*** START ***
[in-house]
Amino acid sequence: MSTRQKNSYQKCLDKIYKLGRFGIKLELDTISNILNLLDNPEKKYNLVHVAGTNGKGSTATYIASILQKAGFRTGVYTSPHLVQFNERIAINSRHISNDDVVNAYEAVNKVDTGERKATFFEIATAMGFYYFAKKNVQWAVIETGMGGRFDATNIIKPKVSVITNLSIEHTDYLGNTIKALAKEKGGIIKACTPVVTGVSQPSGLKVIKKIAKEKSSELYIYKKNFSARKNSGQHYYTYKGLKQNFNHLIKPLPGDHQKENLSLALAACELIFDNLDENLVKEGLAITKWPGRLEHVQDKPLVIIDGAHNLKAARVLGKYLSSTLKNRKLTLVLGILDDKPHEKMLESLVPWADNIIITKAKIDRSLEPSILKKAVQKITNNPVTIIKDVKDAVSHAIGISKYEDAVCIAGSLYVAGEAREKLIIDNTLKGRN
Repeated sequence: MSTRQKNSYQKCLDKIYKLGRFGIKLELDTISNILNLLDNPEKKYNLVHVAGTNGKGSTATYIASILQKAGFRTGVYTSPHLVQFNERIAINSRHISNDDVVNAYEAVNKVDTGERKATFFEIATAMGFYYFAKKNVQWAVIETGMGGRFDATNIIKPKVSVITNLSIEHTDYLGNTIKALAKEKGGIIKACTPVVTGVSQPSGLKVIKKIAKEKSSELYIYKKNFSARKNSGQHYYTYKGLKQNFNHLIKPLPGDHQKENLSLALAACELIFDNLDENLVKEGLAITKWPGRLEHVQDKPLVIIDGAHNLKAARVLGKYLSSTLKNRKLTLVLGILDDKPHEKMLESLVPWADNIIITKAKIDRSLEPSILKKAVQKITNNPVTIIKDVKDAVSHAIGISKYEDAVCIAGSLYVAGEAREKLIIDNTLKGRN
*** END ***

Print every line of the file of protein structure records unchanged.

[in-house]
Amino acid sequence: MSTRQKNSYQKCLDKIYKLGRFGIKLELDTISNILNLLDNPEKKYNLVHVAGTNGKGSTATYIASILQKAGFRTGVYTSPHLVQFNERIAINSRHISNDDVVNAYEAVNKVDTGERKATFFEIATAMGFYYFAKKNVQWAVIETGMGGRFDATNIIKPKVSVITNLSIEHTDYLGNTIKALAKEKGGIIKACTPVVTGVSQPSGLKVIKKIAKEKSSELYIYKKNFSARKNSGQHYYTYKGLKQNFNHLIKPLPGDHQKENLSLALAACELIFDNLDENLVKEGLAITKWPGRLEHVQDKPLVIIDGAHNLKAARVLGKYLSSTLKNRKLTLVLGILDDKPHEKMLESLVPWADNIIITKAKIDRSLEPSILKKAVQKITNNPVTIIKDVKDAVSHAIGISKYEDAVCIAGSLYVAGEAREKLIIDNTLKGRN
Repeated sequence: MSTRQKNSYQKCLDKIYKLGRFGIKLELDTISNILNLLDNPEKKYNLVHVAGTNGKGSTATYIASILQKAGFRTGVYTSPHLVQFNERIAINSRHISNDDVVNAYEAVNKVDTGERKATFFEIATAMGFYYFAKKNVQWAVIETGMGGRFDATNIIKPKVSVITNLSIEHTDYLGNTIKALAKEKGGIIKACTPVVTGVSQPSGLKVIKKIAKEKSSELYIYKKNFSARKNSGQHYYTYKGLKQNFNHLIKPLPGDHQKENLSLALAACELIFDNLDENLVKEGLAITKWPGRLEHVQDKPLVIIDGAHNLKAARVLGKYLSSTLKNRKLTLVLGILDDKPHEKMLESLVPWADNIIITKAKIDRSLEPSILKKAVQKITNNPVTIIKDVKDAVSHAIGISKYEDAVCIAGSLYVAGEAREKLIIDNTLKGRN